By NIKI TSHIBAKA
This weekend, my heart swelled with gratitude for the life Rev. Martin Luther King, Jr. helped make possible for me and my family.
His work paved the way for my father, the youngest child of an impoverished widow in the D.R. Congo, to attend an Ivy League college, pursue a successful career in international banking, and create economic advancement opportunities for thousands in developing countries through his work in microfinance.
Dr. King established love as the animating principle that sustained his nonviolent struggle for racial justice. It was the panacea that made possible his dream’s fulfillment. “Love is the greatest force in the universe,” he said, “[t]he heartbeat of the moral cosmos.”
Love, he believed, would empower our loyalties to “transcend our race.”
There is a beautiful simplicity to Dr. King’s life message, one that stands in stark contrast to the divisive emails Assembly Member Chris Constant sent non-profit leaders, the media, and Municipal employees this past weekend. Mr. Constant felt the commemoration of Dr. King’s legacy of love and racial unity was an appropriate time to racialize a legal dispute between the Municipality’s legislative and executive branches.
Apparently, Mr. Constant remains livid over Mayor Bronson’s termination of Mr. Clifford Armstrong III, the Chief Equity Officer appointed by the previous administration, and his subsequent appointment of Mr. Uluao “Junior” Aumavae to fill the position.
So, when Mr. Constant was extended a friendly invitation to join Mr. Aumavae and Mayor Bronson for a celebration of MLK Day, he responded by informing everyone on the email chain, including Mr. Aumavae, that he did not recognize Mr. Aumavae as the Municipality’s Chief Equity Officer and invited everyone to raise their “voice[s] for [j]ustice.” I am happy to oblige because I believe his emails made a mockery of Dr. King’s legacy and were demeaning of Mr. Aumavae.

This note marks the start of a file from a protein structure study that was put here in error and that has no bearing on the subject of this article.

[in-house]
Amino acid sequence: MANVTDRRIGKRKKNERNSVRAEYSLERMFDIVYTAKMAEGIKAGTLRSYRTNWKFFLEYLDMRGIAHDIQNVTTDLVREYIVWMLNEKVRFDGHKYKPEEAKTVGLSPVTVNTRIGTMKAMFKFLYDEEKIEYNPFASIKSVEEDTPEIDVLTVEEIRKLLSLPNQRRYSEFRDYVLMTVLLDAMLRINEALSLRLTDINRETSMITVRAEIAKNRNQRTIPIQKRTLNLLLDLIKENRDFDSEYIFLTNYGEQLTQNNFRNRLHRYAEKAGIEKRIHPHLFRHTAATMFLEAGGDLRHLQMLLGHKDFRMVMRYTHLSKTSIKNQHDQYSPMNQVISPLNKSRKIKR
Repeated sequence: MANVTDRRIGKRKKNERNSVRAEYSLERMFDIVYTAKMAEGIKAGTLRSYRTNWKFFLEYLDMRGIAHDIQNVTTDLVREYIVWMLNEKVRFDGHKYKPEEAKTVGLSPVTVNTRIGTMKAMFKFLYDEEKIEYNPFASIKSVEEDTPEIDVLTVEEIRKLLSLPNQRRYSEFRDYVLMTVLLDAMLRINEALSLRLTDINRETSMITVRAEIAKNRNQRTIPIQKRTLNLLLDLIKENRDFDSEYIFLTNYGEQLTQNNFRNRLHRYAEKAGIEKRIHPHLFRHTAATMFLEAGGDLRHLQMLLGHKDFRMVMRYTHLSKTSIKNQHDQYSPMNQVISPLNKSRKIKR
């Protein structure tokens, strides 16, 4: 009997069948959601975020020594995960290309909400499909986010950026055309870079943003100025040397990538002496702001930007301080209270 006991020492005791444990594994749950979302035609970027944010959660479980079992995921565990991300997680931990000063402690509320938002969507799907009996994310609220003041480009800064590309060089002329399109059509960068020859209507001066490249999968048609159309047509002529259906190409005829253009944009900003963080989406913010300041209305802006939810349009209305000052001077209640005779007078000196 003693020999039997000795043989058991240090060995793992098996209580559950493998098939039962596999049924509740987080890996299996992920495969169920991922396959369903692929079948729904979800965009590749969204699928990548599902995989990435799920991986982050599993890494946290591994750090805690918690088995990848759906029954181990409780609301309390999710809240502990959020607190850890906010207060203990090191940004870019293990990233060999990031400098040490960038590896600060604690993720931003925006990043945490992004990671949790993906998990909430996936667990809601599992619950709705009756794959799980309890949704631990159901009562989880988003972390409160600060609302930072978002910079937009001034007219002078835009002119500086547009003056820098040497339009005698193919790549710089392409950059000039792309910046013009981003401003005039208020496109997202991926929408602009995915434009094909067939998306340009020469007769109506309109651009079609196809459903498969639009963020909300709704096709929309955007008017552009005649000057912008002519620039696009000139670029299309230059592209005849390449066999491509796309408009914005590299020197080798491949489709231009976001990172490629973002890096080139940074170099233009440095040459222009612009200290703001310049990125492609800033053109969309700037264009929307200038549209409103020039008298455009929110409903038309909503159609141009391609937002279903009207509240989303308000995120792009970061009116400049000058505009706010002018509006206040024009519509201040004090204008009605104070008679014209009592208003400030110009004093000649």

Mr. Constant engaged in the tired tactic of race-baiting when he wrongfully described Mr. Aumavae’s appointment as a “cynical act to divide a community.” Mr. Aumavae’s appointment was intended to unite our community, not divide it. As a member of the black community, I recommended Mayor Bronson appoint Mr. Aumavae to his post, not only because of his sterling qualifications but also to honor the values of diversity, inclusivity, and equal opportunity Mayor Bronson and our city hold dear.
It boggles the mind that Mr. Constant refuses to celebrate Mr. Aumavae’s appointment to the highest government office in Alaska a member of the Samoan community has ever held. Does he honestly believe his exploitative conduct promotes equity?
Mr. Constant also accused Mayor Bronson of failing to advance equity in this administration. Curiously, Mr. Berkowitz’s administration did not submit a federally required Affirmative Action Plan to the Assembly in 2015, 2016, 2017, 2018, or 2019; nor were any African Americans hired to serve in the office of Mayor Berkowitz.
Yet, I suspect neither Mr. Constant nor his predecessors accused Mr. Berkowitz of failing to pursue equity. Simply put, Mr. Constant’s rhetoric does not match his record.
At best, his criticism reflects a lack of self-awareness; at worst, it is naked hypocrisy. Mayor Bronson has appointed numerous women, three African Americans (including perhaps the Municipality’s first black Chief Human Resources Officer), an Alaska Native, and a Samoan to senior executive positions in his administration. Show me Mr. Constant’s commitment to equity by what he has said and I will show you Mayor Bronson’s commitment by what he has done.
I am disappointed and disheartened by Mr. Constant’s insensitive and opportunistic emails that risked provoking racial discord on a day intended to celebrate racial progress and promote racial unity. As we approach Black History Month, I request that Mr. Constant allow Anchorage’s black community to enjoy the celebration in peace. Why not let the court judge the merits of our respective arguments, while we focus our attention on other important matters of Municipal government?
Notwithstanding our differences, I invite Mr. Constant’s collaboration in this administration’s future pursuits of racial justice and equal opportunity. Like Dr. King, I have an “audacious faith” in our city’s ability to build a better tomorrow if we heed his counsel to run when we cannot fly, walk when we cannot run, or crawl when we cannot walk. Our shared objective is to keep pressing forward, even if progress is sometimes slow, until all of us fully inhabit what Dr. King described as “the city of freedom.” We shall overcome with or without Mr. Constant. Personally, I hope it is with him.
Niki Tshibaka is the Human Resources director for the Municipality of Anchorage.